Pulley and rope systems aren't very complicated. By changing the direction of an applied force, pulleys create a mechanical advantage that magnifies the pulling or lifting power. Pulley systems make it possible to pull or lift very heavy loads. When you use two or more pulleys in combination, the device is referred to as a block and tackle.
Pulley wheels are grooved so rope or cable will not ride off of the wheel and jam the assembly. Pulley wheels are mounted in a housing with a fixed hook or hanger loop at one end of the housing. The pulley housing may contain a single wheel or several wheels for increasing the lifting or pulling power. Early pulleys and housings were carved from wood. Modern pulley assemblies utilise metals and polycarbonates for greater strength and durability. Early ropes of sisal or cotton are still in use but metal or plastic rope is used in many instances.
A fixed pulley is attached to an overhead beam, a ceiling or a wall. It takes more effort to lift objects with a fixed pulley but the task seems easier since the object is raised by pulling downward on the rope instead of lifting. The pulling force applied to the rope must be equal to the weight being lifted.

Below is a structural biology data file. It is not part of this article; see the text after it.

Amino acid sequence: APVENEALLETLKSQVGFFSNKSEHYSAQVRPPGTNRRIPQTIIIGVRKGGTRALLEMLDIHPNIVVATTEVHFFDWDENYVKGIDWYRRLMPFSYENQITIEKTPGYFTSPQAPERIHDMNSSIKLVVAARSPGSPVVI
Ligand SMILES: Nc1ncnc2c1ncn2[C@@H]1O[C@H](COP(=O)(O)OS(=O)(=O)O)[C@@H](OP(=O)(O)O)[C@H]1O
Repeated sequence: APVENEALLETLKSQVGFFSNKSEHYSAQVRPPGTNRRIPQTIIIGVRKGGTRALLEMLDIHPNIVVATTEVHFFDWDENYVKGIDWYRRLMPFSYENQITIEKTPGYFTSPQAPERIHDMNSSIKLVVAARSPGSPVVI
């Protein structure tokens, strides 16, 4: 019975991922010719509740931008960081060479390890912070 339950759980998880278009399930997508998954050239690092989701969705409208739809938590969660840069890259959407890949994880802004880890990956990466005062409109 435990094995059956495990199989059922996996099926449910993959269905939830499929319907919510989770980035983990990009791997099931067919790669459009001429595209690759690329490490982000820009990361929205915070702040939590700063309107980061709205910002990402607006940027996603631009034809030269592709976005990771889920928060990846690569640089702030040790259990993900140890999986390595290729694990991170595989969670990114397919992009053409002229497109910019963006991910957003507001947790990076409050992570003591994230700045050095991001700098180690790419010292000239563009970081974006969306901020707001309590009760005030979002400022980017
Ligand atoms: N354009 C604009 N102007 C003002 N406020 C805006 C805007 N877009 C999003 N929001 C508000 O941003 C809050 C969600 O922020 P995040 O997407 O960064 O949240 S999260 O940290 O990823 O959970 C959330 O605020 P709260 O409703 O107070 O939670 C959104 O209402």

Movable pulleys require less effort to lift or pull the load because the moving pulley applies greater leverage to the load. The pulley moves upward as a lifting force is applied to one end of the rope. Because rope on two sides of the pulley supports the weight, it requires half the lifting force to raise the weight.
Adding a second pulley to a lifting assembly makes it a block and tackle. By using a block and tackle, the effort to lift a load is reduced to half the load to be lifted, or less.
Rope and Pulley Uses
Visualise the massive sails of an ancient sailing ship and you will see a classic example of ropes and pulleys. It took a lot of power to lift heavy canvas and wooden spars into place, and that power was supplied by extensive use of pulley systems. Watch a flag being raised on a tall flagpole, and you will see a single pulley at the top of the pole. Visit a high-rise under construction and you will see giant cranes with huge cable and pulley systems lifting heavy steel beams high into the air for assembly.
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